Student-led ‘civic engagement survey’ completed
Louisiana Tech University students involved with the Civic Engagement Survey Team have successfully identified civic engagement opportunities for the University by conducting a study on students’ knowledge of and participation in their local community.
This initiative began a year ago — Spring 2022 — when students in a political science class developed a proposal for a multi-year civic engagement action plan that they then presented to University President Dr. Les Guice.
Dr. William O’Brochta, Assistant Professor of Political Science, led the initiative and explained that “the purpose of this first year was to collect preliminary data on Tech students’ civic engagement activities so that we could better identify opportunities to create programs and initiatives to help our students become engaged citizens and active participants in their community.”
To help see the preparation phase through, political science students formed the Civic Engagement Survey Team.
The Team focused on ensuring that a representative sample of students responded to the survey, allowing campus leaders to assess current levels of student civic engagement. Team members volunteered to take shifts performing grassroots outreach, such as putting up flyers, handing out survey QR codes, and verbally informing students about the survey. Team members also reached out to student groups on campus to further spread word about the survey.
Allowing Tech students to participate in the administration of the survey has yielded valuable information: the results of the survey were representative of the student body and garnered more than 1,000 responses. Moreover, the team gained useful experience connecting with individual students and organizations on campus.
These implications highlight the success of the project, which has provided practical benefits for students and necessary tools for civic engagement projects in the future at Tech.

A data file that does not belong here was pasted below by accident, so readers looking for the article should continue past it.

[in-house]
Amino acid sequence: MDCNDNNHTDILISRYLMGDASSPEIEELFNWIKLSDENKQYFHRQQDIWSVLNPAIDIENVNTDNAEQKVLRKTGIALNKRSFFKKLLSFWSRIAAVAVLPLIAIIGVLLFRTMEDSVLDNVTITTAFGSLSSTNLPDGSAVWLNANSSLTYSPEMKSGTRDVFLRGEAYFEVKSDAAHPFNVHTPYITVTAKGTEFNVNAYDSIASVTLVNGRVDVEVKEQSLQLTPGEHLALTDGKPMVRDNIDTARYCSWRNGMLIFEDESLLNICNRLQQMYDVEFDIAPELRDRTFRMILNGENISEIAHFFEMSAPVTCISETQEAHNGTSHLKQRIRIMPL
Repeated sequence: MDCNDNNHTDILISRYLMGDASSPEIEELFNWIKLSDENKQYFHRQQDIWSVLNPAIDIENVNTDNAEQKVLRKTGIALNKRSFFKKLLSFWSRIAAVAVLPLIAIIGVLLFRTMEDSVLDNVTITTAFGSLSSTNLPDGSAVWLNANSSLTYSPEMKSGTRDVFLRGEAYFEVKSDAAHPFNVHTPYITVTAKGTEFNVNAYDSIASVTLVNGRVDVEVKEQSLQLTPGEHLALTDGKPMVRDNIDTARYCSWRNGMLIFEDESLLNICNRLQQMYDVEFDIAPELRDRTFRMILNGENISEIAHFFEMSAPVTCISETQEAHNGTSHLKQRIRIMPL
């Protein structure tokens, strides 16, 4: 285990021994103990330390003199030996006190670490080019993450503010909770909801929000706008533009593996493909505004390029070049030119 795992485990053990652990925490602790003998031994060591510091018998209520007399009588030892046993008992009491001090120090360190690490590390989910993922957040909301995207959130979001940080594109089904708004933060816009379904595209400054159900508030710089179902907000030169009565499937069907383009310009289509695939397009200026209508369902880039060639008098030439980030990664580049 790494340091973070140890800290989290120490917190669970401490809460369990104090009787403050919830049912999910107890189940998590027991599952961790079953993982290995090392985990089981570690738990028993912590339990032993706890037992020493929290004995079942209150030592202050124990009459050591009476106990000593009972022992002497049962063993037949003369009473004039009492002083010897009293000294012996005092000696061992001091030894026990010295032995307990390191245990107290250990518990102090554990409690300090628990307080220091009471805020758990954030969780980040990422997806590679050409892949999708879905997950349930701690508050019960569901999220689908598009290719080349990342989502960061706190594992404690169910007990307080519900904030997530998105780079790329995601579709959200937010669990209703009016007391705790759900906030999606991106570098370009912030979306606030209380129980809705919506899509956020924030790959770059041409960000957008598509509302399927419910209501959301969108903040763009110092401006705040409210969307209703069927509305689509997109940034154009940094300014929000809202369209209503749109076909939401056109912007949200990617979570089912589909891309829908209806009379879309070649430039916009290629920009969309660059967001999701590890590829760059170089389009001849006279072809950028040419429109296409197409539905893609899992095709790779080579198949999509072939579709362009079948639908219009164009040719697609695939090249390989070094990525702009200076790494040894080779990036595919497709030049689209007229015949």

Emma Bowman, a political science student who graduated with her BA this spring, said taking the civic engagement survey exposed her to “different avenues of civic engagement that I had not thought of before. It feels good to know that the students are being accounted for with future civic engagement projects at Louisiana Tech.”
Similarly, students in Scope and Methods in the Social Sciences, led by O’Brochta, participated in the administration of nine focus groups as a part of their education on qualitative data-collection methods. These focus groups were designed to expand the results of the survey by uncovering a more detailed understanding of students’ knowledge of and participation in civic engagement activities.
“It is inspiring to see Louisiana Tech take the initiative on bolstering civic engagement among its students, and I am excited to see what civic engagement opportunities wait for students in the future,” said junior political science student A’Myra Whitby.
The students in the course were responsible for documenting and analyzing the responses from the focus group participants. Allowing the students to engage with the data collection in this way proved to be a meaningful and educational way to diversify class structure. In addition, the responses of the focus groups gave the results of the survey more depth, which means comprehending those results and applying them to civic engagement opportunities becomes much easier.
“Using the results of the survey and the focus groups, we can tell that Louisiana Tech is ripe for civic engagement initiatives in the future,” said Dr. Jeremy Mhire, Director of Tech’s Waggonner Center for Civic Engagement and Public Policy and the Joe D. Waggonner Professor of Political Science. “Students have shown a great desire to become involved, a great first step in implementing civic engagement projects. Continuing to include students in the administration of such projects has proven to be a successful way to encourage student participation while also fostering high-impact teaching practices.”
This story was written by Anthony Franklin, a 2023 Spring graduate in political science.